Haitians protest alleged attack by UN peacekeepers

September 5, 2011 - 10:40 PM
Haiti UN Investigation

In this picture taken Sept. 3, 2011, surrounded by relatives, an 18-year-old man who claims he was sexually abused by Uruguayan peacekeepers lies on his bed at his home in Port Salut, Haiti. A preliminary U.N. investigation has found no evidence for allegations that Uruguayan peacekeepers raped the 18-year-old man, Uruguay's Defense Ministry says, but the troops broke rules by having a civilian in their barracks. The alleged victim was snatched by a soldier outside the front gate of a U.N. base and was taken inside, according to the judge, Paul Tarte, and the alleged victim's mother. (AP Photo/Dieu Nalio Chery)

PORT-AU-PRINCE, Haiti (AP) — Several hundred Haitians demonstrated Monday in support of an 18-year-old man who says he was sexually assaulted by peacekeepers from Uruguay on a U.N. base along the southern coast of Haiti.

The alleged attack occurred on July 20 but only became public last week when a video taken by cell phone was circulated and the United Nations announced an investigation. The Uruguayan military has called the incident a prank that got out of hand and says a preliminary U.N. investigation shows no evidence of rape.

Haitian President Michel Martelly "vigorously condemned" the alleged assault in the town of Port-Salut, saying in a statement that it was an "act that revolts the national conscience."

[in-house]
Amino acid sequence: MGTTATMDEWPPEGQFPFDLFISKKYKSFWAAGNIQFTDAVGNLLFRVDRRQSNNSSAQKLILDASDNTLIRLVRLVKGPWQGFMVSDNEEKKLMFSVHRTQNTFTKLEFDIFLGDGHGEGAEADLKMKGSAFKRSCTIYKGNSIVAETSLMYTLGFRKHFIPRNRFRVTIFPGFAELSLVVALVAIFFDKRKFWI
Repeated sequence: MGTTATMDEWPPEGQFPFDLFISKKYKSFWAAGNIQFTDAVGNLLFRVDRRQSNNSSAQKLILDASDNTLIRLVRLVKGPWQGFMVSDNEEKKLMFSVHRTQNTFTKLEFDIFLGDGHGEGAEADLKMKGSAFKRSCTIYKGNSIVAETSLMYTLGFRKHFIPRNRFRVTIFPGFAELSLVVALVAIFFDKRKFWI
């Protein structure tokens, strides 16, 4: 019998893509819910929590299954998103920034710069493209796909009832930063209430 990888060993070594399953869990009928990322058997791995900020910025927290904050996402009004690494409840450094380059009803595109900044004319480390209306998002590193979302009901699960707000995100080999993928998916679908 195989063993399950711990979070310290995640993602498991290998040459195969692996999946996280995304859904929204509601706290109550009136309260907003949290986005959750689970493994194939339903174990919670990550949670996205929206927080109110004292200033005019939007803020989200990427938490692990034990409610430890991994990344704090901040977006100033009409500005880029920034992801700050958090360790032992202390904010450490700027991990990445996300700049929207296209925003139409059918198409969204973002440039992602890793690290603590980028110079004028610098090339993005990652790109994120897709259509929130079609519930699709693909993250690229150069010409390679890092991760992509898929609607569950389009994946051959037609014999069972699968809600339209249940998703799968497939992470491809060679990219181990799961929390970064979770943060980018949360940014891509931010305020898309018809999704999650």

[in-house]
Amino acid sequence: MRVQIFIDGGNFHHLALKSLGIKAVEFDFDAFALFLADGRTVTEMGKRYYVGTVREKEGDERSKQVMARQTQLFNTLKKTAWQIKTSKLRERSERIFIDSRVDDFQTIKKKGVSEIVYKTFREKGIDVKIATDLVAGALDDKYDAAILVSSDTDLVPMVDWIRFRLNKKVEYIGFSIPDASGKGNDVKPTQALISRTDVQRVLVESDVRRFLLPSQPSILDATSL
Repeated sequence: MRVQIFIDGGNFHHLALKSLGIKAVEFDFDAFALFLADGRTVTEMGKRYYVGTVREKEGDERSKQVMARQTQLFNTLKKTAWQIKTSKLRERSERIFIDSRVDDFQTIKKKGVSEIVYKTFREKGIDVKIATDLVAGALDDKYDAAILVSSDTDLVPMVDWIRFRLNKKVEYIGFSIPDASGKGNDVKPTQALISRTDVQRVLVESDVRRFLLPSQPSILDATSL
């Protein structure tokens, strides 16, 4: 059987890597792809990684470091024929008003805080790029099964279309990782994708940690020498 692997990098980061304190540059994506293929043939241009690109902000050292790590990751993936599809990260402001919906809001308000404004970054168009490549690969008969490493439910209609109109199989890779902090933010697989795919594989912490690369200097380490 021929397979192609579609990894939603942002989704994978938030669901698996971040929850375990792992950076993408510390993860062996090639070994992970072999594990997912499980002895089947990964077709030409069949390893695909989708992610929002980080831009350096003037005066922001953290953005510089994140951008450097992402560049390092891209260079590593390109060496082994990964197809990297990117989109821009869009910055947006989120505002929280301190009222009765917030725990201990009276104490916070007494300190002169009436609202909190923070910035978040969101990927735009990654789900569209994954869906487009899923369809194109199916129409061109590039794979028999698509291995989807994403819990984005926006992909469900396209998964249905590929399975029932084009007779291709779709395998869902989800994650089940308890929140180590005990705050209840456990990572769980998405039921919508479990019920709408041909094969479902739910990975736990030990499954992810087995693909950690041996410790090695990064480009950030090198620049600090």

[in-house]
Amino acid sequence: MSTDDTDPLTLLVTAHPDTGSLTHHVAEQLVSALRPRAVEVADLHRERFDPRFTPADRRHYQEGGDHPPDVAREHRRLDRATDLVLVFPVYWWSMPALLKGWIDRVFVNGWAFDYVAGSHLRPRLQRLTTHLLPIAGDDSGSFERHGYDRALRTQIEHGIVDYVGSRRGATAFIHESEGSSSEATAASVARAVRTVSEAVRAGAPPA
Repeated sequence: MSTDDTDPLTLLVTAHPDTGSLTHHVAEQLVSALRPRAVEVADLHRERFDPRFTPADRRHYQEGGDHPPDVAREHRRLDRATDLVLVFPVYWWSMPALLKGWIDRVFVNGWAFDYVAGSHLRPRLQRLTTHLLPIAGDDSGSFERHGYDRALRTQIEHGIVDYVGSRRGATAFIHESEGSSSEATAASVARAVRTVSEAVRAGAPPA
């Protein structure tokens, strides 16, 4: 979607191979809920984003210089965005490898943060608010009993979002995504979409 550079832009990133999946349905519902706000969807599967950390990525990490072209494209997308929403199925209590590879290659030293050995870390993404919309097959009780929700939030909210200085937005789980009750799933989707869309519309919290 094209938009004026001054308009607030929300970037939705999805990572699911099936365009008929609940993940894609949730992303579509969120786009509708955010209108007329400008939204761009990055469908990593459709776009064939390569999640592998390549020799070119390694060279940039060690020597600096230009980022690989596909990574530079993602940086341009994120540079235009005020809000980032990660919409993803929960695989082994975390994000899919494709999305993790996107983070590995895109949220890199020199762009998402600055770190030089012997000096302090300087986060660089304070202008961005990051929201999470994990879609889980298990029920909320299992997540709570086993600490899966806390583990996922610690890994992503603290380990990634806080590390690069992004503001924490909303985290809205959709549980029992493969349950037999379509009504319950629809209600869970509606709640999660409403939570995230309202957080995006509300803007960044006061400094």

Protesters in Port-Salut called for reparations over the alleged assault, which threatened to worsen the reputation of the U.N. in Haiti. Many Haitians view the world body as an occupying force and are still angry over a cholera outbreak that was inadvertently brought to the country by peacekeepers from Nepal last year.

In a statement Sunday, the Uruguayan defense ministry said a U.N. preliminary investigation had found that the men did not sexually abuse the Haitian teen but that they committed misconduct by allowing a civilian into their barrack and could face severe penalties.

The video of the encounter is clearly sexual in nature. However, a U.N. spokeswoman in Haiti, Eliane Nabaa, said the U.N. had not come to any conclusions.

Dr. Clifford Gauthier, a physician who examined the young man a month after the alleged attack, told the AP he found evidence that was consistent with signs of sexual abuse even five weeks after the attack. He said he asked the young man why he waited so long for treatment and didn't get an answer.

Resting on a white sheet in a cinderblock home, the teenager recalled the encounter. "I was scared, very scared," he told The AP on Saturday. The Associated Press typically does not identify possible victims of sexual assault.

His mother said "When I saw the video, I stopped sleeping."

The widely broadcast 50-second version of a cell phone video that surfaced last week showed several Uruguayan troops pinning the young man down on a mattress as they laughed. They helped him up at the end and it was not clear what happened.